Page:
by Alia Beard Rau and Mary Jo Pitzl
The Arizona Republic, Page B3, Mar. 20, 2011

Shutting mining museum makes no sense
Don't celebrate by closing a museum
By Kathleen Ingley, The Arizona Republic, page B5, Mar. 22, 2011

Don't celebrate centennial by killing a museum
Kathleen Ingley’s blog
March 23, 2011

Wednesday, March 23, 2011

Psychic historical society?

According to a 2010 revision to the Arizona statutes, the Arizona Historical Society is responsible for the 5C Arizona Centennial Museum. In the Governor’s February 12, 2010 press release, she said, “This facility will feature educational profiles of each industry, showcasing the rich heritage of Arizona’s economy and providing a vision of its brilliant future.” In a recent (Mar 20, 2012) Arizona Republic article, Karen Churchard said “the new museum will “ tell the story of Arizona’s economic past and future … this is the governor’s vision and I think it is a great one.” Karen Churchard is the director of the Arizona Centennial 2012 Foundation which is placing the sole source contracts to build the centennial museum.

Now, the Governor chose the AHS to maintain and operate the centennial museum. Just exactly how did she determine that the historical society was the best agency to manage a facility predicting Arizona’s future? A fortune telling historical society is an oxymoron. She could have thrown the yellow pages down the elevator shaft and torn off the first open page to find a better qualified organization to foresee the future.

The fluff being added to the centennial museum also makes the AHS uniquely unqualified to operate it. Stung by criticism of the banality of the 5Cs as a museum theme, the Governor’s office began adding all sorts of high tech gizmos from robots to spacecraft. Just how is the AHS going to plan, prepare, and maintain displays explaining high tech industries? The choice of the AHS for that task is ludicrous.

The 5Cs however, are still the prized center piece of the centennial museum. The 5Cs will each occupy 1/5th of the main floor, and the fluff will be stuffed in the mezzanine. That means most of the floor space will feature the Governors vision of the “brilliant future” of the 5Cs. There is a major problem here. Three of the 5Cs are in continuous decline. Altogether, citrus, cotton, and cattle no longer make up even a half percent of the Arizona economy. To show them on a pie chart of the Arizona economy, the chart would have to be a hundred feet in diameter. The last citrus packing plant in Maricopa County closed in 2010. Cotton fields that have not been overrun by houses are being left to grow tumbleweeds because of the continually dropping water table. Cattle may become an endangered species unless someone figures out how to breed ones that can eat creosote bushes. If citrus, cotton, and cattle have any future at all in Arizona, it is most certainly not “brilliant.”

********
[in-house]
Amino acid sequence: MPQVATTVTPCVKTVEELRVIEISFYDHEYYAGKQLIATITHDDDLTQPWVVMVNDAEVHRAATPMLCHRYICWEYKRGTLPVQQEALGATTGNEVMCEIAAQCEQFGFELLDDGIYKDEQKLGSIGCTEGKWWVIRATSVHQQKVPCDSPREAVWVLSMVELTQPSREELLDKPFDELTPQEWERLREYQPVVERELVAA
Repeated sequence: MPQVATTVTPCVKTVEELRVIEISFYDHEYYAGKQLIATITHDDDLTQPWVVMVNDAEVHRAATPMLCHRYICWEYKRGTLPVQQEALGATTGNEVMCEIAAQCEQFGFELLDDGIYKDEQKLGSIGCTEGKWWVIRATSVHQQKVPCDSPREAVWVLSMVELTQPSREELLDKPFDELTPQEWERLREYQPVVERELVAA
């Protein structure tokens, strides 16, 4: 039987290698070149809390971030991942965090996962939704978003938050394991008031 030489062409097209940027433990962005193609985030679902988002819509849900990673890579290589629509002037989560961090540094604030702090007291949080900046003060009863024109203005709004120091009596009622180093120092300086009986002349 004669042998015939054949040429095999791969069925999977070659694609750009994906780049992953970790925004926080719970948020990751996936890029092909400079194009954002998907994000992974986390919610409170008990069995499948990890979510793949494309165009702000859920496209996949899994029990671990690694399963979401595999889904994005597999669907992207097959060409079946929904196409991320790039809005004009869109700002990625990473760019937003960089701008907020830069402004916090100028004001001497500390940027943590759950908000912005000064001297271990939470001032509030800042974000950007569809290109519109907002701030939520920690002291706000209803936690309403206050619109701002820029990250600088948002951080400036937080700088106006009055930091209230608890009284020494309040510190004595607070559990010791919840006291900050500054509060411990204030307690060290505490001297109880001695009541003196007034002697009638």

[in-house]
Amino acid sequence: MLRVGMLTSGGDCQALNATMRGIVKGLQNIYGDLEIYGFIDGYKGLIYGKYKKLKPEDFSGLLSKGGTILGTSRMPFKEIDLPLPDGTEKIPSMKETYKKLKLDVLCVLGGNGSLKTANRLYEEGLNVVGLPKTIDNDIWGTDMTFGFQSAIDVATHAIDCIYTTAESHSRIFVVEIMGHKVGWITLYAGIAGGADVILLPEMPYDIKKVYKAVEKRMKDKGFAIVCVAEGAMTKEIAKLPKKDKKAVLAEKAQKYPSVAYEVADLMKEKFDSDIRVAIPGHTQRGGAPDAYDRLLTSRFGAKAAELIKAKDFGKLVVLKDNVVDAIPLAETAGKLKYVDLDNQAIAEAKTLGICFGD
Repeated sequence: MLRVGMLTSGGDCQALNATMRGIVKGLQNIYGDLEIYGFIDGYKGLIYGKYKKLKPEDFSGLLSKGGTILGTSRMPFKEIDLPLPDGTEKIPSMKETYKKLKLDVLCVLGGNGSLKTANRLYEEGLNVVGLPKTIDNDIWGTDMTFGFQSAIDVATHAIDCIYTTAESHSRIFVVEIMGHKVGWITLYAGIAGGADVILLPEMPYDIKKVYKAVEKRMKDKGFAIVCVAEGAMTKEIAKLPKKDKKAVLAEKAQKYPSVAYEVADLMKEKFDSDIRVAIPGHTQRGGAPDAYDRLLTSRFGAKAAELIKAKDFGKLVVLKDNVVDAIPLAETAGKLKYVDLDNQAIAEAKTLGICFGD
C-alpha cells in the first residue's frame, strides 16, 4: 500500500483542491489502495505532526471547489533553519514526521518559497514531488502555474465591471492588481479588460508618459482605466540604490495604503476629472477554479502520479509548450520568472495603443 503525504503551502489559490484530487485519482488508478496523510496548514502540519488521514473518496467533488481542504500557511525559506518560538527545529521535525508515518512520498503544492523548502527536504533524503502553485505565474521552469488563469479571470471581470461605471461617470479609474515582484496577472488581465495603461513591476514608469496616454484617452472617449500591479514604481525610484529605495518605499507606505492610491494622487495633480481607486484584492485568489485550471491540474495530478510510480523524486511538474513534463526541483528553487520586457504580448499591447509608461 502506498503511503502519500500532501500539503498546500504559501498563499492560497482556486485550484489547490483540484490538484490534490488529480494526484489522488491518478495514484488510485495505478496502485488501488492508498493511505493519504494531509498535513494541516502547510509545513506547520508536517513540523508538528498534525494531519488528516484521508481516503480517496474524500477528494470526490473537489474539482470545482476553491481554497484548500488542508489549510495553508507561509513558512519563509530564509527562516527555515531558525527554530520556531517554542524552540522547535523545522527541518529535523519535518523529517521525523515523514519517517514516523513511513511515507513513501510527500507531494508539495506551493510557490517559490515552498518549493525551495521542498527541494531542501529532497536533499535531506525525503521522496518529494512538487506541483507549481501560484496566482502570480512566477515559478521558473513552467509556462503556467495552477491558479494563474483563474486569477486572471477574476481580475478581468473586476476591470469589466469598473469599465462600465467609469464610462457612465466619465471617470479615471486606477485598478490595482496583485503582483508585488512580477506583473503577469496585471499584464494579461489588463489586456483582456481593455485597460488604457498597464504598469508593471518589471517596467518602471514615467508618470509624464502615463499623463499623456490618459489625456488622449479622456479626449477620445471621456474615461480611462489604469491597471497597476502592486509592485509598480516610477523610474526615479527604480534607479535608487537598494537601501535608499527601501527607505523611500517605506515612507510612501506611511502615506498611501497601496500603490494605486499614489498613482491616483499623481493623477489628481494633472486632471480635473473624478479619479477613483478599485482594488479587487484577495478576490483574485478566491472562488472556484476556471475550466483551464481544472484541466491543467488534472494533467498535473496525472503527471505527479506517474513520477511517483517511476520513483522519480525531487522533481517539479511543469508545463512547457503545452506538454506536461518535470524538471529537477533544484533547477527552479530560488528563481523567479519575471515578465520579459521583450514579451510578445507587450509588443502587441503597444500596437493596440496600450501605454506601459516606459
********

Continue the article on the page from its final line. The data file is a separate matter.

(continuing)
Perhaps the AHS should ask a real psychic about the future of the 5C Arizona Centennial Museum. Specifically, they should ask her if a new $15.5 million (so far) museum that repeats the mistakes of the Marley Center Museum can be successful.

Arizona taxpayers should also consult a psychic. They should ask how much the cost overrun on the centennial museum will exceed the cost overrun on Marley Center.

Tuesday, March 22, 2011

Is Governor Brewer’s vision an illusion or a delusion?

In a recent article, the Arizona Republic reported that the Governor’s pet project has hit some snags. No one is interested in contributing to a $15.5 million centennial museum that can never be open for the centennial, and mineral museum supporters are fighting the project “every step of the way.” Karen Churchard, director of the AZ Centennial 2012 Foundation, said they have raised $1.7 million of the needed $15.5 million. As dismal as that is, it is probably an exaggeration. She is probably including federal stimulus money. If that is true, the governor is breaking the promise, made in her Februarys 2010 press release, that “no public funds” would be used.

Churchard went on to say “I totally understand that change is hard, but this is the governor’s vision and I think it is a good one. When it’s finished, this is going to be a really unique way for our children to learn about our state.” First, the phrase “change is hard” is an insult to Arizonians. It implies that only Churchard and the governor possess the vision and intellect required to appreciate a 5C museum. Second, a 5C museum would truly be unique. Citrus, cotton, and cattle account for less than a fraction of one percent of the Arizona economy, but their displays would occupy 60% of the main floor. That is a uniquely irrelevant and distorted way for children to learn about their state.